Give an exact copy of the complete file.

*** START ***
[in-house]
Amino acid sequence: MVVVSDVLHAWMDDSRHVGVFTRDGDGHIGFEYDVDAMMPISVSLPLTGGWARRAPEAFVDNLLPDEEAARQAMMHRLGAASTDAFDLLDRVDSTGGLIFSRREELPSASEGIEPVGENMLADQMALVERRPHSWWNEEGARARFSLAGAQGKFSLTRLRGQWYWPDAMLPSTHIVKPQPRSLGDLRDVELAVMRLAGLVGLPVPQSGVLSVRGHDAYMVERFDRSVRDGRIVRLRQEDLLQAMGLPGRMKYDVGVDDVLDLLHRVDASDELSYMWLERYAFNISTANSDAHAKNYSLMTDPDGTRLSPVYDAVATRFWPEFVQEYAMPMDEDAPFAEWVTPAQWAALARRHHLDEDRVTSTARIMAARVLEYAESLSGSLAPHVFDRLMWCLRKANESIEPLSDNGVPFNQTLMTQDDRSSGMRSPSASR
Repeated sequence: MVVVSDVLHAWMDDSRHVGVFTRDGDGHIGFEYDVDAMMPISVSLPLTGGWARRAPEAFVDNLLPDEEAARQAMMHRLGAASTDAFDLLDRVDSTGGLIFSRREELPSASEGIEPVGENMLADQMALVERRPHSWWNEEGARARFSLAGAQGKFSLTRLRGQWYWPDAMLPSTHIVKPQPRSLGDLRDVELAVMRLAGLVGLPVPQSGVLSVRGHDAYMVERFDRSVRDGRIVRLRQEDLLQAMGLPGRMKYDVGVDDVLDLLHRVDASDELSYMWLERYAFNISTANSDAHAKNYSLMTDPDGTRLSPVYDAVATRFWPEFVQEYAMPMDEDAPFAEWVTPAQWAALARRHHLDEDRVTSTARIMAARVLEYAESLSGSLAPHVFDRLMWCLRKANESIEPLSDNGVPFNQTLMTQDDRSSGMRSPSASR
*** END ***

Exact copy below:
[in-house]
Amino acid sequence: MVVVSDVLHAWMDDSRHVGVFTRDGDGHIGFEYDVDAMMPISVSLPLTGGWARRAPEAFVDNLLPDEEAARQAMMHRLGAASTDAFDLLDRVDSTGGLIFSRREELPSASEGIEPVGENMLADQMALVERRPHSWWNEEGARARFSLAGAQGKFSLTRLRGQWYWPDAMLPSTHIVKPQPRSLGDLRDVELAVMRLAGLVGLPVPQSGVLSVRGHDAYMVERFDRSVRDGRIVRLRQEDLLQAMGLPGRMKYDVGVDDVLDLLHRVDASDELSYMWLERYAFNISTANSDAHAKNYSLMTDPDGTRLSPVYDAVATRFWPEFVQEYAMPMDEDAPFAEWVTPAQWAALARRHHLDEDRVTSTARIMAARVLEYAESLSGSLAPHVFDRLMWCLRKANESIEPLSDNGVPFNQTLMTQDDRSSGMRSPSASR
Repeated sequence: MVVVSDVLHAWMDDSRHVGVFTRDGDGHIGFEYDVDAMMPISVSLPLTGGWARRAPEAFVDNLLPDEEAARQAMMHRLGAASTDAFDLLDRVDSTGGLIFSRREELPSASEGIEPVGENMLADQMALVERRPHSWWNEEGARARFSLAGAQGKFSLTRLRGQWYWPDAMLPSTHIVKPQPRSLGDLRDVELAVMRLAGLVGLPVPQSGVLSVRGHDAYMVERFDRSVRDGRIVRLRQEDLLQAMGLPGRMKYDVGVDDVLDLLHRVDASDELSYMWLERYAFNISTANSDAHAKNYSLMTDPDGTRLSPVYDAVATRFWPEFVQEYAMPMDEDAPFAEWVTPAQWAALARRHHLDEDRVTSTARIMAARVLEYAESLSGSLAPHVFDRLMWCLRKANESIEPLSDNGVPFNQTLMTQDDRSSGMRSPSASR